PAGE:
Figure 2: Foreign body after retrieval (button battery)

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  Discussion Top


Eighty percent of all FB esophagus occur in children, with a peak incidence in the age group of 6 months to 3 years. Of the FBs that come to medical attention, 80-90% passes through gastrointestinal tract without any difficulty, 10-20% requires endoscopic removal, and only about 1% requires surgical intervention. [3] The most common site for lodgment of an ingested FB is the cricopharynx. The FB in our case was lodged at the level of upper one-third of the esophagus.

Diagnosis becomes easier when parents give history of FB aspiration. X-ray neck, AP and lateral view, is most commonly done for diagnosis. If the incident is not witnessed and the ingested object is radiolucent, the diagnosis of FB ingestion can be very difficult. Barium esophagoscopy, computed tomography scans of the neck, ultrasonography, and magnetic resonance imaging may be required for diagnosis. [4]

Esophageal FB can damage the esophagus leading to perforations and strictures. Apart from eroding into the trachea, the object can erode into the aorta, leading to exsanguinations and death. [5] Other serious complications reported after FB ingestion include abscess formation and even sudden death. [3] FBs should be immediately removed on diagnosis, because they may rapidly cause direct tissue damage (blackening, charring, liquefaction necrosis, and esophageal perforation), by pressure and by chemical and electrical burns. [6] Surprisingly, in this case, the button battery had not caused much tissue damage, in spite of lying in situ for almost 10 days.

Occurrence of FB ingestion in neonates is rare with only a few reported cases in literature. [7] It is seen in circumstances where it has been inserted into the mouth playfully by an elder sibling or homicidal attempts on an unwelcome female child. [2] In the present case, the child was a third female child in a family wherein the only earning member was a poor rickshaw puller. The grandmother had probably put the battery in the child's mouth and then kept her at home for so many days hoping that she would succumb to it. In such cases, a history of FB ingestion is usually not available. A high index of suspicion must be maintained when the child presents to a medical facility with symptoms related either to the respiratory or gastrointestinal tract. Respiratory distress is the most common manifestation of an FB in esophagus in neonates, [6] and it can lead to misdiagnosis of a respiratory disorder. However, in this case, no history was forthcoming and there were no respiratory symptoms at presentation which is unusual. Only high indexes of suspicion lead to the diagnosis.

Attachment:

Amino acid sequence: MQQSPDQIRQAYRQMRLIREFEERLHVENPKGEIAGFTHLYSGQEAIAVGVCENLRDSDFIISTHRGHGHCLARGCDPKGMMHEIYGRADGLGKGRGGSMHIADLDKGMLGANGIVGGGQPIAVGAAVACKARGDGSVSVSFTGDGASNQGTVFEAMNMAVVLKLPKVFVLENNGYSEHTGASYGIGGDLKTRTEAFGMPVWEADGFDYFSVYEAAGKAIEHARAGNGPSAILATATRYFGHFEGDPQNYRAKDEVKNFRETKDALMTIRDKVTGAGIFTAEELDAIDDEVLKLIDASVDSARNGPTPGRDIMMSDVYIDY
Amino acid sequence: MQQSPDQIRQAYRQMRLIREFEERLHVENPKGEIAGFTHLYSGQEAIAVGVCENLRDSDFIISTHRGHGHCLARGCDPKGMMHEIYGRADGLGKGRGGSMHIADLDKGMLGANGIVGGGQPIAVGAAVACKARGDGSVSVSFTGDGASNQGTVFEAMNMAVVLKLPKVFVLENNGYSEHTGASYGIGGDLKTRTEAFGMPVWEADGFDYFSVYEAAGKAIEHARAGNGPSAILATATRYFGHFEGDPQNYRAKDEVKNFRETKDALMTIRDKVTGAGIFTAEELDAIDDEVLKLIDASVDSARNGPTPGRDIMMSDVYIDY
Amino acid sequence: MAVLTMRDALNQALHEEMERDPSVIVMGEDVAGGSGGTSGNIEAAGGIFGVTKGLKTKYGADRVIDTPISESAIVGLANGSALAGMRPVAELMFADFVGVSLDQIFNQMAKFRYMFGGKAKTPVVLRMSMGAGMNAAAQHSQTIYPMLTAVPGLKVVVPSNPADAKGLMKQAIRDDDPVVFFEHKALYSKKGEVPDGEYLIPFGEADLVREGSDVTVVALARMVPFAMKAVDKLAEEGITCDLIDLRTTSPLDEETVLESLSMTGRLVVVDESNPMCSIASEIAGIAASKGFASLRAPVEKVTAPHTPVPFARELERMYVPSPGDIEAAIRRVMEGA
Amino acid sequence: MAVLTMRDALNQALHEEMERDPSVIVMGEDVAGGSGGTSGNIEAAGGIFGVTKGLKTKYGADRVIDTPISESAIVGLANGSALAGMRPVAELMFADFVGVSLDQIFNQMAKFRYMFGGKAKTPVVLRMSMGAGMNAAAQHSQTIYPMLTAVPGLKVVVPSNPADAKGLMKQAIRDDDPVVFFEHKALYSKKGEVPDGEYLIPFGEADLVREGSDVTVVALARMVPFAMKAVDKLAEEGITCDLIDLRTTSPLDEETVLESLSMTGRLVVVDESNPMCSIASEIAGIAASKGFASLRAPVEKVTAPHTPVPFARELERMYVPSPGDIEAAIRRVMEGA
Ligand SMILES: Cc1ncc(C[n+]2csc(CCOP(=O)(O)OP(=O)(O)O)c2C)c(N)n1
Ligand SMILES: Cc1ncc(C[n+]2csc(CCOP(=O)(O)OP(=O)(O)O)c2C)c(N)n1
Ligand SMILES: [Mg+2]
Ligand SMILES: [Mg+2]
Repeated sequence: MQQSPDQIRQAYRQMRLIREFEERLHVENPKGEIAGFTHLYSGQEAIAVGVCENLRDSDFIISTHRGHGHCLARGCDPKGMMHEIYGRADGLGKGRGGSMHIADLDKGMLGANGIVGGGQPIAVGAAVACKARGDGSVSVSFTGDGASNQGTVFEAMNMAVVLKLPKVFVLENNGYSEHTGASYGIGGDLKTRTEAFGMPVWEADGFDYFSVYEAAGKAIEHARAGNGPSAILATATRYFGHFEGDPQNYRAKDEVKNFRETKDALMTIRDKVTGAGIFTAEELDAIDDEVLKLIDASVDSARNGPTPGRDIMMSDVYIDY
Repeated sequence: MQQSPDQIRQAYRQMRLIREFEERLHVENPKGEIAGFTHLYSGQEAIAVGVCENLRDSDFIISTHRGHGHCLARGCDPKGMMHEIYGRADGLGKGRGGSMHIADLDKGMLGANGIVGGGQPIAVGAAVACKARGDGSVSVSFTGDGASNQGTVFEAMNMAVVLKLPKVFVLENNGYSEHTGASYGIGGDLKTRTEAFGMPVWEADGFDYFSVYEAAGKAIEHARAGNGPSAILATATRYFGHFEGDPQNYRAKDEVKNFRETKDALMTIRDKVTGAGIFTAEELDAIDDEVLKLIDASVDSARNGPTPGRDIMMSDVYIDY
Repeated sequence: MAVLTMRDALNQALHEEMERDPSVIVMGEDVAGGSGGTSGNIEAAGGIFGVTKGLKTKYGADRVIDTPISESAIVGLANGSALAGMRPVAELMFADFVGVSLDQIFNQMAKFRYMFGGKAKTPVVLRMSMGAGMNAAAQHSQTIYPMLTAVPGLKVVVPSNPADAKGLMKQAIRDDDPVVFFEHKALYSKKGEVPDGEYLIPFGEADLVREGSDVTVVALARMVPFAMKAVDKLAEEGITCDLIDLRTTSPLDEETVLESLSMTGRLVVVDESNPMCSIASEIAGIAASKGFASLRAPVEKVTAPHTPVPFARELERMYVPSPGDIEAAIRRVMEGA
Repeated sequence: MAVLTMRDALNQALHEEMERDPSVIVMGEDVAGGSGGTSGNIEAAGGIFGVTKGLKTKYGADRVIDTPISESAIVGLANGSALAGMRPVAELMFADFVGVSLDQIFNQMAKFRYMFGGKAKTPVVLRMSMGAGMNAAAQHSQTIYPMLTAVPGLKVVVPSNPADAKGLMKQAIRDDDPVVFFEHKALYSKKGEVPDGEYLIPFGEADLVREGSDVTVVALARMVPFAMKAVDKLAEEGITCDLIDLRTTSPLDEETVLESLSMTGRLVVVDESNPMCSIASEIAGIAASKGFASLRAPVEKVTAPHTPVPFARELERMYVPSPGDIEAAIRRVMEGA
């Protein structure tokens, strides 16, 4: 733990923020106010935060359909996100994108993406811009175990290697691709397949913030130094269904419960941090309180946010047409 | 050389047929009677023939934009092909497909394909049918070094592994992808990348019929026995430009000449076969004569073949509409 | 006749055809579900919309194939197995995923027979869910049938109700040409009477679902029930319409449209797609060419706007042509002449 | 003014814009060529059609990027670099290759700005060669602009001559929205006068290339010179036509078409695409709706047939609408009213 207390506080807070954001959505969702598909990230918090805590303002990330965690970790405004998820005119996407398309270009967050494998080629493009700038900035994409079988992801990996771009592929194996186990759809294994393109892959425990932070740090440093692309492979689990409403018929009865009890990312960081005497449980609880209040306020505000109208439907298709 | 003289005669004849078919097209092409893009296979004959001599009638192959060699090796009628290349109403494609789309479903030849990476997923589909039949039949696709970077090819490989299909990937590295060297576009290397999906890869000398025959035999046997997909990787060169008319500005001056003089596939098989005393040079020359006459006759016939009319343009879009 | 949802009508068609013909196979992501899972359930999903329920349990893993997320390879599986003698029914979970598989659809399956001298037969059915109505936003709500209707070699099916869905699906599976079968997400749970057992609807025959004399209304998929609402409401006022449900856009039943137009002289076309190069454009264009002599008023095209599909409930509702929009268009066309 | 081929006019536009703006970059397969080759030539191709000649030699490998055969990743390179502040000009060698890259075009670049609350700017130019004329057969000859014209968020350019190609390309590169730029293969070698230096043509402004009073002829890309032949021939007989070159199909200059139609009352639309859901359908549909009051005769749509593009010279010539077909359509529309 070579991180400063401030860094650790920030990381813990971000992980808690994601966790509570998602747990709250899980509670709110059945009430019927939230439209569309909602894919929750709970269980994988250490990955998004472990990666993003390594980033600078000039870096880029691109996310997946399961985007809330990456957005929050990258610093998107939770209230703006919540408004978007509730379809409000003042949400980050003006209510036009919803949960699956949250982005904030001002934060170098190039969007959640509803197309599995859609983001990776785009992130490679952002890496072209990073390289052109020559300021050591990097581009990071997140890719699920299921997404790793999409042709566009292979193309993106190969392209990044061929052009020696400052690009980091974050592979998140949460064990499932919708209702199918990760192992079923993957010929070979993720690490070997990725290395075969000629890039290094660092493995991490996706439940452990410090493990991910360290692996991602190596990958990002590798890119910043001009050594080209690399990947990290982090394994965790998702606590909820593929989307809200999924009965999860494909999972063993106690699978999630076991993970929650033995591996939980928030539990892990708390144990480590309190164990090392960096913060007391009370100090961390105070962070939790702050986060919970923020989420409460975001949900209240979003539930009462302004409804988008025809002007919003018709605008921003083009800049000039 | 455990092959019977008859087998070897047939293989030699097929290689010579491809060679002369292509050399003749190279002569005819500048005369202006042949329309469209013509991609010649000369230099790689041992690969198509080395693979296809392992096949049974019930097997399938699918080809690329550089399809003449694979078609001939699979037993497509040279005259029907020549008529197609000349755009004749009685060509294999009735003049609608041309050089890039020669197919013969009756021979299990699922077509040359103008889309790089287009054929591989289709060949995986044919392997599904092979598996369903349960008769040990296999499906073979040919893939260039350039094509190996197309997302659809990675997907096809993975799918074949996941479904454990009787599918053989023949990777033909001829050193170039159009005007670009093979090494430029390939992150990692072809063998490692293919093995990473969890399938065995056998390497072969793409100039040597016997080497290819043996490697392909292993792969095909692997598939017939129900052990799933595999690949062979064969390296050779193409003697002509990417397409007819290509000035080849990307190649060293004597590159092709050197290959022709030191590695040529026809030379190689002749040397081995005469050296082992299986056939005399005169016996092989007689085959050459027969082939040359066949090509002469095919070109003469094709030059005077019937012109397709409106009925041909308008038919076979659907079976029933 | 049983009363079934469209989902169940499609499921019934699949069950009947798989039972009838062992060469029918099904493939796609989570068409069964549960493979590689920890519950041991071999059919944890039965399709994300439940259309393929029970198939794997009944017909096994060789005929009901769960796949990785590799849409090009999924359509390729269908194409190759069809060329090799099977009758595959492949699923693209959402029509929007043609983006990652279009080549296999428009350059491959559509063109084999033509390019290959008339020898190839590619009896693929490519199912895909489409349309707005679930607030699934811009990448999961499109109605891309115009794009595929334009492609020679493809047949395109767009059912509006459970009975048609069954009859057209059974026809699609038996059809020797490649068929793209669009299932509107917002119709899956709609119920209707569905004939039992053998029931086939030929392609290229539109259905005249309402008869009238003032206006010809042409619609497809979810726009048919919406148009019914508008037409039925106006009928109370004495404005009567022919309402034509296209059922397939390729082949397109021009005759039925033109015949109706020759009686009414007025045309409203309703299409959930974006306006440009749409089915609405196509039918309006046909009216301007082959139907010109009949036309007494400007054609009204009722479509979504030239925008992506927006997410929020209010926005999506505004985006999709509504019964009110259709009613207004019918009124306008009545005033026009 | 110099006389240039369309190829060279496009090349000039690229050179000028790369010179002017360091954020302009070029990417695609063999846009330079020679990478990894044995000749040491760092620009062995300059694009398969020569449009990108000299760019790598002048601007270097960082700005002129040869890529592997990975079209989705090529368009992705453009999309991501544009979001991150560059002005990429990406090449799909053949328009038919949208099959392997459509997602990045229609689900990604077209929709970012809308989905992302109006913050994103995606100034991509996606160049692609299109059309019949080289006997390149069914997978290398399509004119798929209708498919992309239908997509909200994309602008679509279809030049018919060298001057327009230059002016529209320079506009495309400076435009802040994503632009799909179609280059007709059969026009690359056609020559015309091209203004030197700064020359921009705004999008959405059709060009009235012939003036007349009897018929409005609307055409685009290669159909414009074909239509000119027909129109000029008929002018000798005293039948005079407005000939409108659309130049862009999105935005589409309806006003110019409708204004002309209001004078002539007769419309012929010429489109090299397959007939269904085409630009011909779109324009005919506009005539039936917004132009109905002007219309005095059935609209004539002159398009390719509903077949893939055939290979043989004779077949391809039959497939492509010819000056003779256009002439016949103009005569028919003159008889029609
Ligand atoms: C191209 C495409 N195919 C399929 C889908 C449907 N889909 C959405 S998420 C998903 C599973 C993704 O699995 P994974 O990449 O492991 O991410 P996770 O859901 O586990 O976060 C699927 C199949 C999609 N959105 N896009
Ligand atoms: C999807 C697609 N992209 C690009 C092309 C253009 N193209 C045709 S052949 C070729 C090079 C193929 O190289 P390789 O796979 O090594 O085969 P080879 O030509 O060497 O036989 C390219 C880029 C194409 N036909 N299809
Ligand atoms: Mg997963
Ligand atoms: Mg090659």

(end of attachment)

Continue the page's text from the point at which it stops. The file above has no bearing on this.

To conclude, we recommend that in case a female neonate, of lower socioeconomic status, presents with sudden onset of respiratory and gastrointestinal symptom a few days after birth, ingestion of a FB, constituting a form of child abuse or neglect with homicidal intentions should be suspected. With this in mind, an early diagnosis can be made and appropriate treatment instituted to avert serious morbidity and even mortality.

 
  References Top

1.Pokharel R, Adhikari P, Bhusal CL, Guraigain RP. Esophageal foreign bodies in children. JNMA J Nepal Med Assoc 2008;47:186-88.  Back to cited text no. 1
    
2.Mohammed Z, Kanojia RP, Thapa BR, Rao K. Foreign body oesophagus: A common occurrence at an uncommon age. Afr J Pediatr Surg 2010;7:114-6.  Back to cited text no. 2
    
3.Wahebeh G, Wyllie R, Kay M. Foreign Body ingestion in infants and children, location. Clin Pediatr 2002;41:633-40.  Back to cited text no. 3
    
4.Young CA, Menias CO, Bhalla S, Prasad SR. CT features of esophageal emergency. Radiographics 2008; 28:1541-53.  Back to cited text no. 4
[PUBMED]  [FULLTEXT]  
5.Jiraki K. Aortoesophageal conduit due to a foreign body. Am J Forensic Med Pathol 1996; 17:347-8.  Back to cited text no. 5
[PUBMED]  [FULLTEXT]  
6.Choudhry CR, Bricknell MC, Maclver D. Oesophageal foreign body an unusual cause of respiratory symptoms in a three week old baby. J Otol Laryngol 1992;106;556-7.  Back to cited text no. 6
    
7.Tansneem Z, Khan MA, Uddin N. Esophageal foreign body in neonate. J Pak Med Assoc 2004; 54:159-61.  Back to cited text no. 7
    


    Figures

  [Figure 1], [Figure 2]